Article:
Tag Archives: transmission

Fluid Replacement Guide

Our cars are machines. Those machines are dependent on the fluids we put in it. Oftentimes, we neglect to check or change fluids when needed. On average, our cars have 9 different types of fluid that is required for our cars to continue running at its optimal output. I’ve put together a handy guide as a reminder to check these fluids. These are all averages, not every car is the same, so be sure and check your owner’s manual for specifics regarding your vehicle. If you cannot find your owner’s manual, I have found a resource that will allow you to download it for free! So now you have no reason not to! 2 out of every 3 cars operate in “severe service” conditions that makes the fluids work harder than normal. Examples of severe service conditions include lots of short trips, stop-and-go driving, hauling heavy loads, operating in extreme temperatures (Yes, our Texas summers count as extreme), prolonged idling or driving in dusty conditions. These severe driving conditions make the need for checking our fluids more important than ever for getting the most out of your car.

Brake Fluid – 2 years or 30,000 miles
Clutch Hydraulic Oil – Check every 6 months
Differential/ Transaxle oil – 2 years or 30,000 miles
Distilled water for non-sealed battery – Check at every oil change
Extended life coolant – 4 years or 60,000 miles
Manual Transmission oil – Check annually
Motor oil – 3,000 to 7,500 miles
Power steering fluid – Check annually
Radiator coolant – 2 years or 30,000 miles
Transmission fluid – 30,000 to 60,000 miles
Washer fluid – Check monthly
Wheel bearing lubricant – 24,000 to 36,000 miles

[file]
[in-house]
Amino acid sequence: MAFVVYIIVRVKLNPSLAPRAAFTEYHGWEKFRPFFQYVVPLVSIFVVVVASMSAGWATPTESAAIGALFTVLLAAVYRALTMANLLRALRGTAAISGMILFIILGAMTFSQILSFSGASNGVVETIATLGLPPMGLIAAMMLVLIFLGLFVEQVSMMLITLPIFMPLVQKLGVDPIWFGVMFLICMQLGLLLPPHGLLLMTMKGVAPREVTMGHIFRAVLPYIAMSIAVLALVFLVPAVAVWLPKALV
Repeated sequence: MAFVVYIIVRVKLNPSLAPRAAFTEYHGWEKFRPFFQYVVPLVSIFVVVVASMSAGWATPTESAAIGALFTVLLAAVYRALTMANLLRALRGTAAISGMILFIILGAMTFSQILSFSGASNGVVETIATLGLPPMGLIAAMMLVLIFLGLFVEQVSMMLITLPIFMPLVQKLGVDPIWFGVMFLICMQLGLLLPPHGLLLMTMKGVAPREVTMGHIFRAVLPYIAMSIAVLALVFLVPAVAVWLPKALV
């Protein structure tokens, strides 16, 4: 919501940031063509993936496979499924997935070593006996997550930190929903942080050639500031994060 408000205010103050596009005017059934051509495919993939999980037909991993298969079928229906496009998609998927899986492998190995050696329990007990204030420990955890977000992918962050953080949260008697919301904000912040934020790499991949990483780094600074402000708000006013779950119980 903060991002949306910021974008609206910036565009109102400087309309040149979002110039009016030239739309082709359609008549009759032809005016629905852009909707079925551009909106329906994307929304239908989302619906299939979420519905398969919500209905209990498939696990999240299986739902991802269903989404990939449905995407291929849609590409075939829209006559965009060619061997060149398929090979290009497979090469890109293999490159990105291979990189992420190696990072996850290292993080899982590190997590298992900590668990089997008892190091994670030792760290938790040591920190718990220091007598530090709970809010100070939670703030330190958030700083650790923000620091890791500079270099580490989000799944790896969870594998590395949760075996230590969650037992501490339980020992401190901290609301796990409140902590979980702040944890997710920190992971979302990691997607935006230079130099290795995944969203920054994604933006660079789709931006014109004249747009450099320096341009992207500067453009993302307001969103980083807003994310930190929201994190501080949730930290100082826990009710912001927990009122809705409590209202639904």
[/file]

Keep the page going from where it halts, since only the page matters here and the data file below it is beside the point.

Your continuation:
Common Questions: What Does The “2” & “L” Mean?

Being in the car repair business, we field questions regarding the ins and outs of your vehicle on a daily basis. One that I get on a consistent basis asks what the different settings are for your automatic transmission. Everyone knows the P (park), R (reverse), N (neutral), and D (drive). But what are the other numbers and letters? Here’s a rundown and how/why they should be used.



This number denotes that when you are in this position, your car will not cycle out of 3rd gear. You’re probably asking yourself why you wouldn’t want to get out of 3rd gear, but there are situations that warrant it. You would use “3” if you were stuck in sand or snow (more power to wheels, less speed).



This number tells you that your vehicle will not cycle out of 2nd gear. You would use “2” if you were pulling a trailer up a hill (more pulling power, but less speed than 3).



You would use L or LOW basically when you need power to the wheels, like pulling a heavy trailer, driving on ice, or any situation when traction is of the utmost importance…


But remember, don’t drive in any of these lower gears for an extended period of time or at high speeds, these settings are situational.